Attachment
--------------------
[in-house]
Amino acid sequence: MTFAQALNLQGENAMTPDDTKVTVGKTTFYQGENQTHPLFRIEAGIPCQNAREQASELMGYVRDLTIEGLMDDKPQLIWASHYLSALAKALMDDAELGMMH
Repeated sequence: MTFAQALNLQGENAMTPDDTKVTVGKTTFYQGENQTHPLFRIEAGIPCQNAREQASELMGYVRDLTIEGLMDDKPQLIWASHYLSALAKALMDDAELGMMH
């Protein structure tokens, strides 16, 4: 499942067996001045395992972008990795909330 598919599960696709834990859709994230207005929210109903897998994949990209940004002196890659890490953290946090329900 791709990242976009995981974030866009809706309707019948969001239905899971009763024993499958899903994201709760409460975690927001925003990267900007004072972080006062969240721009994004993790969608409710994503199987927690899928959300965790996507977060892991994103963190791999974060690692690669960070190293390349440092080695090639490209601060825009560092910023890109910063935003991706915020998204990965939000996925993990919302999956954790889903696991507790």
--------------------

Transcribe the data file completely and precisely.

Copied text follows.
[in-house]
Amino acid sequence: MTFAQALNLQGENAMTPDDTKVTVGKTTFYQGENQTHPLFRIEAGIPCQNAREQASELMGYVRDLTIEGLMDDKPQLIWASHYLSALAKALMDDAELGMMH
Repeated sequence: MTFAQALNLQGENAMTPDDTKVTVGKTTFYQGENQTHPLFRIEAGIPCQNAREQASELMGYVRDLTIEGLMDDKPQLIWASHYLSALAKALMDDAELGMMH
């Protein structure tokens, strides 16, 4: 499942067996001045395992972008990795909330 598919599960696709834990859709994230207005929210109903897998994949990209940004002196890659890490953290946090329900 791709990242976009995981974030866009809706309707019948969001239905899971009763024993499958899903994201709760409460975690927001925003990267900007004072972080006062969240721009994004993790969608409710994503199987927690899928959300965790996507977060892991994103963190791999974060690692690669960070190293390349440092080695090639490209601060825009560092910023890109910063935003991706915020998204990965939000996925993990919302999956954790889903696991507790």